Author(s): Gary Disher
When Hirsch heads up Bitter Wash Road in rural South Australia to investigate reports of gunfire, he finds himself cut off. A pair of thrill killers has been targeting farmhouses on lonely backroads, but Hirsch's first thought is maybe 'back-up' is nearby - and about to put a bullet in him. That's because Hirsch is a whistleblower. Formerly a promising officer, he has now been demoted and exiled to a one-cop station in South Australia's wheatbelt. The truth turns out to be a more mundane. And the events that then unfold are a hell of a lot more sinister.
Shortlisted for Ned Kelly Awards for Australian Crime Writing: Best Crime Novel 2014.
'Exceptional crime fiction.' Courier-Mail 'Disher is definitely not to be missed.' Globe & Mail 'Bitter Wash Road is superb.' Weekend Australian 'Peter Temple and Garry Disher will be identified as the crime writers who redefined Australian crime fiction in terms of its form, content and style...'Disher's eye for detail is acute and his poetic analogies precise...Bitter Wash Road continues the work of re-imagining the crime genre in a very Australian way, and does it beautifully.' Age/Sydney Morning Herald 'Not a word is wasted: here the ancient, bare, distinctive landscape of the hardscrabble country bordering Goyder's Line is conveyed with admirably atmospheric economy.' Adelaide Advertiser 'Smooth, assured mastery.' New York Times Book Review 'A top-class writer.' The Times 'Disher turns out to be a superb chronicler of macho pop culture.' Sunday Times 'An absolute corker of a crime novel and puts him up there with the likes of Michael Connelly, Ian Rankin and John Harvey...This is a superbly well-plotted thriller, beautifully written-especially the descriptions of the harsh outback-and with an intriguing hero, an honest cop faced with dishonesty at every turn.' Shotsmag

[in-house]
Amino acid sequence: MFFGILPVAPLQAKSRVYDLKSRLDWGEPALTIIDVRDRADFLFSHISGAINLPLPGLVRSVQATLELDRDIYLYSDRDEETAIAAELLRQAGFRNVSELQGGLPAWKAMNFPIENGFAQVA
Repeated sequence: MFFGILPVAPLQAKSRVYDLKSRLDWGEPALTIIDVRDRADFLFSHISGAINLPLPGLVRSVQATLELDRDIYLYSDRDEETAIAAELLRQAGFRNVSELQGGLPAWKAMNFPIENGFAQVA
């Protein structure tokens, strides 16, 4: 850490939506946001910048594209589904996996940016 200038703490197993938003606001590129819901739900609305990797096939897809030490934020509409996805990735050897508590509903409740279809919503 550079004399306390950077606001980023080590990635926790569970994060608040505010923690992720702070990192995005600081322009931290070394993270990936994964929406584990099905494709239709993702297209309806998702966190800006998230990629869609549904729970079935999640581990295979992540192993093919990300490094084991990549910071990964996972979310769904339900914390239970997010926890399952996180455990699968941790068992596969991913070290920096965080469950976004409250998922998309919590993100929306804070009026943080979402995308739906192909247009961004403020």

Garry Disher has published almost fifty titles-fiction, children's books, anthologies, textbooks, the Wyatt thrillers and the Mornington Peninsula mysteries. He has won numerous awards, including the German Crime Prize (twice) and two Ned Kelly Best Crime Novel awards, for Chain of Evidence (2007) and Wyatt (2010). Garry lives on Victoria's Mornington Peninsula.